We’d switched seats, and it was ok with me. After all, he drove the whole way up to Lynnwood, Washington from Newberg, Oregon. I wanted to give him a break. Braylon piped up from the back seat that was laid flat, “I have to go to the bathroom”. Ricky says to me, “Take this exit right here.” I saw no signs for the exit, just the exit number, so I said back, “Nah, this isn’t a good exit to take. There’s nothing here.” still looking for a restaurant sign somewhere. “No, take it. It’s a Rest Stop.” so I swerved into the far right lane just in time. It was Mile Post 93, 11 miles south of Olympia.
The sky was dark and the air brisk. I stretched and looked around, noticing a woman sitting criss-crossed on the concrete. She held a sign, “A Little Gas Money Would Help. Trying to get to Medford”.
“I’ll be back. Gonna go talk to her.” My sweet, patient family waited for me in the car.
I squatted down by her, saying hello, both our backs against the same brick wall. She smiled back at me. I admitted I had no money to give her but I could offer something else. Prayer. To a listening God.
Amy was a slender, white woman in her late thirties, but looked a little worn out, like difficult times had taken a few years without her permission. We had Medford as a common topic as I’d lived there for three years. I tried encouraging her, that once she arrived, it’d be such a great place to live. To start over. Her husband Franklin was in the car, she told me. Her marriage had gone through some “bumps” in recent months. She added that to a short list of things I could pray for. I asked about her health and she said she was ok, but The Spirit in his quiet way, told me to dig a bit deeper. She told me vulnerably, she had Hep C. “Dudn’t give me much problems, though”.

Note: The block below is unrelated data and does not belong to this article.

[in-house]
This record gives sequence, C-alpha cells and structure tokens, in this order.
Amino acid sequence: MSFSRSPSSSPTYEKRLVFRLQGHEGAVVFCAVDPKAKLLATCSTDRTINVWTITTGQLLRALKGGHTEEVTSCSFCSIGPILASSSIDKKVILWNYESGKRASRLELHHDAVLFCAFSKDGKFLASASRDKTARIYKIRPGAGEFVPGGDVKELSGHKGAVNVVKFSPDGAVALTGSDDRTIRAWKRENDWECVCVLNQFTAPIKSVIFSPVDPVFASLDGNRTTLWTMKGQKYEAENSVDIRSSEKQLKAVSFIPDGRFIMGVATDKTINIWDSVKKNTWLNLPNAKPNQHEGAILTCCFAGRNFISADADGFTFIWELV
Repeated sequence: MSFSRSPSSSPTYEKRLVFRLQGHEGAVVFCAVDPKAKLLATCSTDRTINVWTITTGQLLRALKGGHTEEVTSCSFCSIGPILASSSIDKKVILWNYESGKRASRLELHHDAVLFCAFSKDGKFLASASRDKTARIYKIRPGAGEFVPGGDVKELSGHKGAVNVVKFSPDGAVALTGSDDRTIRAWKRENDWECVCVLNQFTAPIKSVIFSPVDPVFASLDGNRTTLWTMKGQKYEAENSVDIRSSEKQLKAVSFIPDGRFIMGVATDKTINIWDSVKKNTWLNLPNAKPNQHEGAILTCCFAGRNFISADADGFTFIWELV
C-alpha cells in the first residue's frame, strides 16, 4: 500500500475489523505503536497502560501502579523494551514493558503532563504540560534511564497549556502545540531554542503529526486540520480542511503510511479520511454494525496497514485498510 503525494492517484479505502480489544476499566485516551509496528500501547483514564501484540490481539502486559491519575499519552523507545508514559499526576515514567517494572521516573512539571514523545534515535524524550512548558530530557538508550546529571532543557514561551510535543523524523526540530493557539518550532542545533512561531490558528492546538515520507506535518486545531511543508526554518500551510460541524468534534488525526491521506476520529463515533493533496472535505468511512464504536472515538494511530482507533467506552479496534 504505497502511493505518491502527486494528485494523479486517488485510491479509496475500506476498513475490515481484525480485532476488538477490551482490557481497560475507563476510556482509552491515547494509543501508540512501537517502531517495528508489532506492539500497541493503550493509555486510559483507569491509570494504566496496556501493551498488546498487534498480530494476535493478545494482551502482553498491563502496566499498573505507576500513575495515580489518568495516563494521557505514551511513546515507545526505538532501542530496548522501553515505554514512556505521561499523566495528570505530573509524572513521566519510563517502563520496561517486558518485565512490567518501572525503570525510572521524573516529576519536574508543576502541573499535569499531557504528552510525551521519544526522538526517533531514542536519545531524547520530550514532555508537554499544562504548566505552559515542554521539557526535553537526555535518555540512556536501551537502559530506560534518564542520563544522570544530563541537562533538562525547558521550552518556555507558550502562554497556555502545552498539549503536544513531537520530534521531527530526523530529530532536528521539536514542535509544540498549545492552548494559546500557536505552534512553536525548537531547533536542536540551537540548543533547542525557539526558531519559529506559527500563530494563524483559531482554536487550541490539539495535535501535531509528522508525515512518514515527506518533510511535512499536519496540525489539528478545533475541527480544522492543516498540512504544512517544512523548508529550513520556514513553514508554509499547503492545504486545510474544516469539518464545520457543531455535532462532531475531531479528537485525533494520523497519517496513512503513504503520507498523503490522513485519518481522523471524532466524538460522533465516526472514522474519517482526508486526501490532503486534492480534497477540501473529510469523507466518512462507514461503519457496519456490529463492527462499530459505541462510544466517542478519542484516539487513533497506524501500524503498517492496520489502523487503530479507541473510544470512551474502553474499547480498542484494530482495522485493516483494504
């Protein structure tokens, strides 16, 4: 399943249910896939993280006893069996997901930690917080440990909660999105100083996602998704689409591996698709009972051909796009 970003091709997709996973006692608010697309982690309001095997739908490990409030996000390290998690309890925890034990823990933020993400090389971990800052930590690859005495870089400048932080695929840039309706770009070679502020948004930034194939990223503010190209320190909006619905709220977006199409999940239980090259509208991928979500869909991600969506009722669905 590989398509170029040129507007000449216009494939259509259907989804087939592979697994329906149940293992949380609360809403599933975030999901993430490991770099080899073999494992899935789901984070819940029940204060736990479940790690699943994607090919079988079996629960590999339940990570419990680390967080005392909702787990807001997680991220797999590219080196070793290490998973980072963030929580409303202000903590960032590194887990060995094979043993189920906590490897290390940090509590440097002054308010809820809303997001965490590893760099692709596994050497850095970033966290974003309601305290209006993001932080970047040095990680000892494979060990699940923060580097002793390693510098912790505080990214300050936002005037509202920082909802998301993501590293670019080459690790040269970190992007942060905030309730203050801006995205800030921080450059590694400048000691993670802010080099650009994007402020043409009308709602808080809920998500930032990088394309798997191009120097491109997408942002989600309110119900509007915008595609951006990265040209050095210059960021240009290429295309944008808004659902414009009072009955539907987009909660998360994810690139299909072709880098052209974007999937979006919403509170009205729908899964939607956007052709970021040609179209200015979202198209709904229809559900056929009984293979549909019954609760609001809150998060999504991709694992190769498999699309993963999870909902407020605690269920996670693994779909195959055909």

The conversation somehow curved around to Jesus and I asked her if she would ever consider letting Him in, to take over. Now’s a good time to start fresh, after all, with a new chapter in Medford ahead of them (oh- and their three children who awaited them, at her mother’s house). I pointed out that her cardboard sign read “God Bless”. “You believe in God?” and to that she answered, “Oh yes, I know he’s there. He’s always listening.” “Would you want to pray with me to just invite Jesus to set up camp, or live inside of you, to surrender your life – the good and the bad – to him?” She’d mentioned that she knew about surrendering your life and your will to something, because she’d heard the concept in NA meetings.
“I could pray and to take pressure off, if you believe and agree with me, you could just say, ‘Amen’ when I’m done?”
She threw her hands up as if to say, “what do I have to lose?” and said, “sure!” So I prayed for her, thanked God for loving her from the day she was born, and asked him to take her from here. When she said “amen”, it was like she meant it. Like she’d turned into a big black woman sitting her church pew on a hot Sunday morning. “Amen!”. I smiled and shifted closer to give her a hug and a blessing, and she wished me the best kind of blessing she could think of at the time – safe travels and good luck.
I keep thinking about Amy. I keep second guessing my words, my approach, what I missed… “did I remember to pray for…” I really did forget to pray for her Hep C to be healed and was so bummed about that for 2 days! But the grace of my God rushes in and gives me a holy hug. I believed for it to be done anyway, from afar. He reassured me of his love for both me and Amy. And that He’ll keep placing more people before me that need to know that same love, as long as I’m willing to be open. As long as I’m looking for them. Like you’d urgently look for an exit off the freeway.
“Nah, this isn’t a good exit to take. There’s nothing here.” Yep.
I was way off.